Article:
Amphipyra pyramidoides Guenée, 1852


Copper Underwing Moth



Amphipyra pyramidoides is a large (FW length 20 - 25 mm), broad-winged moth that flies in forests throughout our region during the summer and fall. It has coppery hindwings and dark, wood-brown forewings with a distinct sheen. The distal median area is darker due to a diffuse median line that runs through the reniform spot, and the subterminal area and apical and anal portions of the terminal area are lighter silvery brown. The lines are dark brown, double with slightly lighter gray-brown filling. The antemedial line is very irregular on the veins but is oriented nearly straight across the wing. The postmedial line is slightly irregular and broadly excurved; the course is unusual because it extends further toward the margin at mid-wing than near the end of the cell as in most other noctuid moths. The subterminal line is pale and sinuous, most evident near the anterior margin. It and the postmedial line are preceded by long wedge-shaped dark marks; the cell is also dark medial and lateral to the orbicular spot. A series of thin wedges forms the terminal line. The fringe is similar to the rest of the wing. The orbicular spot is dark in outline and filled with pale gray and a variable small central ocellus. It is usually oval. The reniform spot is incomplete and indistinct, often only visible as apparent interruption of adjacent dark marks. The claviform spot is a small dark mark or absent. Most of the hindwing is characteristically shiny copper-colored, with a duller brown anterior margin and fringe. The head and thorax are smooth brown. The abdomen is dark gray with the end of each segment lighter tan or slightly orange producing a segmented look. The male antenna is filiform.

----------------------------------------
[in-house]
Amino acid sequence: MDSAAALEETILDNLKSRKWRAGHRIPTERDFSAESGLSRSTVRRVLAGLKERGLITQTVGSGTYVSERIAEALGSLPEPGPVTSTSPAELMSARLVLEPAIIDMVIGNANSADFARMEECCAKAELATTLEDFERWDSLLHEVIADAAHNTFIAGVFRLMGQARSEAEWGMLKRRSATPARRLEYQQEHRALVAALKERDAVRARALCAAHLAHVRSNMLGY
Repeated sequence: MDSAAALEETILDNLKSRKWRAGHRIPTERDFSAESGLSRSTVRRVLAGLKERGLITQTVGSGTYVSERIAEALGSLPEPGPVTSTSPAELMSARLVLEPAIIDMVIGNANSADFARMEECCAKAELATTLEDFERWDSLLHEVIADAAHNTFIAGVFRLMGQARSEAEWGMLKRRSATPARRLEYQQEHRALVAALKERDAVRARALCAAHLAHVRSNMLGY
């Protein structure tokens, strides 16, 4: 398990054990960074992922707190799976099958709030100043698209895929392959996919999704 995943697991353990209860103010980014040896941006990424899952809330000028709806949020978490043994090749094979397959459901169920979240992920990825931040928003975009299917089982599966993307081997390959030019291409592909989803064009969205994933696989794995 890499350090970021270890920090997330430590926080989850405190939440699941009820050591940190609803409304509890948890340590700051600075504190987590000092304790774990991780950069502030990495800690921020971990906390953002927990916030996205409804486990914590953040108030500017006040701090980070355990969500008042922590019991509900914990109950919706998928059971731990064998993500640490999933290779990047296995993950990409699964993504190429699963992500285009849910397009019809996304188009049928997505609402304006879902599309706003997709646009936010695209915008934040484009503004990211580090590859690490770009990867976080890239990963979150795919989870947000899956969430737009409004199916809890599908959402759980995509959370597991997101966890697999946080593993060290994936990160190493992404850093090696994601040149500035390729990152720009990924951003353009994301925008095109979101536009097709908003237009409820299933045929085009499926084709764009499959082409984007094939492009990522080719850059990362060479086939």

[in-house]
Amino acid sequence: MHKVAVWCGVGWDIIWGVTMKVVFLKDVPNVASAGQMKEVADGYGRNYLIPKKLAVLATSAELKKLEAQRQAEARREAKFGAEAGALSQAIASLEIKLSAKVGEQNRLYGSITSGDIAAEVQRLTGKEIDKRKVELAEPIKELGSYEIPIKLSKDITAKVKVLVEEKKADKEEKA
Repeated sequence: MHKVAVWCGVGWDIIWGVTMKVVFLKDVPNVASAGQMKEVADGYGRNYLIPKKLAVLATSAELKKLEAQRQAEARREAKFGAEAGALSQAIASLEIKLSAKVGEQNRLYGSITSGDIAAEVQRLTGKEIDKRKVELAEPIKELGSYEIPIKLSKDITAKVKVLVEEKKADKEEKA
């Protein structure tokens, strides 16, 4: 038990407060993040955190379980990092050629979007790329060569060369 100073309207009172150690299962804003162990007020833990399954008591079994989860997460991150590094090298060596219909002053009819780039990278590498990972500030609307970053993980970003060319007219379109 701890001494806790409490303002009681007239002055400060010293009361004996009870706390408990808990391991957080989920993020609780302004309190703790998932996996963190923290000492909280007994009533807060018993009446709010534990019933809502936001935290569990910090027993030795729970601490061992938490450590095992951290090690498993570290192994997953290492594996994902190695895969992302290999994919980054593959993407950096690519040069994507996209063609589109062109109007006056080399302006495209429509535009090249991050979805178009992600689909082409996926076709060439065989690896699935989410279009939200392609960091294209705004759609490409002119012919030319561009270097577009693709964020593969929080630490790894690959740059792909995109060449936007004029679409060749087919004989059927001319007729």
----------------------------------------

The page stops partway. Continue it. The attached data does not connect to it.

This species is unmistakable due to its size and coppery hindwing.


Larva is smooth with a large dorsal hump at the tail.  The color is green with fine white spots and a pale yellow lateral line.  It is illustrated by Miller & Hammond (2003).


This species is found in moist hardwood forests throughout most of North America.  In the Pacific Northwest, it is particularly abundant in oak woodlands, mixed hardwood forests, and coastal rainforests at low elevations west of the Cascades.  It is also common in mixed hardwood-conifer forests at middle elevations in the Cascades and Rocky Mountains.


Pacific Northwest

Amphipyra pyramidoides occurs in forests throughout most of our region as far north as south-central British Columbia. It is found on both sides of the Cascades, but does not occur in dry sage steppe or juniper forests east of the mountains.


This species is widespread in North America. It is most common in the East where it is found from southern Canada to northern Florida and central Texas. The species is common along the Pacific Coast to central California. There are scattered records from the southern Rocky Mountain region but the species appears to be absent from most of the arid Basin and Range Ecoregions.

Life History


This species is a generalist feeding on most kinds of hardwood shrubs and trees.  In the Pacific Northwest, it particularly uses such families as Betulaceae, Fagaceae, Aceraceae, Salicaceae, Rosaceae, and Ericaceae. 


Amphipyra pyramidoides flies in a single generation from mid-summer through the fall. It first appears in early July but is most common at the end of August and in early September. It comes to lights but is also attracted to sugar baits.

Economic Importance




Covell (1984)

Miller & Hammond (2003)

Moth Photographers Group

Powell & Opler (2009)